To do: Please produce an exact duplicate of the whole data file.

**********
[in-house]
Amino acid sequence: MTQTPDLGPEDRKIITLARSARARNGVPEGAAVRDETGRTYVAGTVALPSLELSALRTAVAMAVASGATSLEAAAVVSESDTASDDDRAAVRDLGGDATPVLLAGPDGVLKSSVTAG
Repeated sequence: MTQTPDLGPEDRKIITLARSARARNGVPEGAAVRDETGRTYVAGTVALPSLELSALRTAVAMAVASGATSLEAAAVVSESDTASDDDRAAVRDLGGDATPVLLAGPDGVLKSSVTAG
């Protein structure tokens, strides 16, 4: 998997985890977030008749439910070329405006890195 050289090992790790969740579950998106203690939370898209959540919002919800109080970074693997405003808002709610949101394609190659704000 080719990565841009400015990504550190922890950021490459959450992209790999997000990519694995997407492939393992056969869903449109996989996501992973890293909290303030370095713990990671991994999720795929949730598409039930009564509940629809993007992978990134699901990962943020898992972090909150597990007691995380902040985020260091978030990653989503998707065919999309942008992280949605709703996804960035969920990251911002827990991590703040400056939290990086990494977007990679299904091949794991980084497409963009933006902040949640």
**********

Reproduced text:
[in-house]
Amino acid sequence: MTQTPDLGPEDRKIITLARSARARNGVPEGAAVRDETGRTYVAGTVALPSLELSALRTAVAMAVASGATSLEAAAVVSESDTASDDDRAAVRDLGGDATPVLLAGPDGVLKSSVTAG
Repeated sequence: MTQTPDLGPEDRKIITLARSARARNGVPEGAAVRDETGRTYVAGTVALPSLELSALRTAVAMAVASGATSLEAAAVVSESDTASDDDRAAVRDLGGDATPVLLAGPDGVLKSSVTAG
């Protein structure tokens, strides 16, 4: 998997985890977030008749439910070329405006890195 050289090992790790969740579950998106203690939370898209959540919002919800109080970074693997405003808002709610949101394609190659704000 080719990565841009400015990504550190922890950021490459959450992209790999997000990519694995997407492939393992056969869903449109996989996501992973890293909290303030370095713990990671991994999720795929949730598409039930009564509940629809993007992978990134699901990962943020898992972090909150597990007691995380902040985020260091978030990653989503998707065919999309942008992280949605709703996804960035969920990251911002827990991590703040400056939290990086990494977007990679299904091949794991980084497409963009933006902040949640």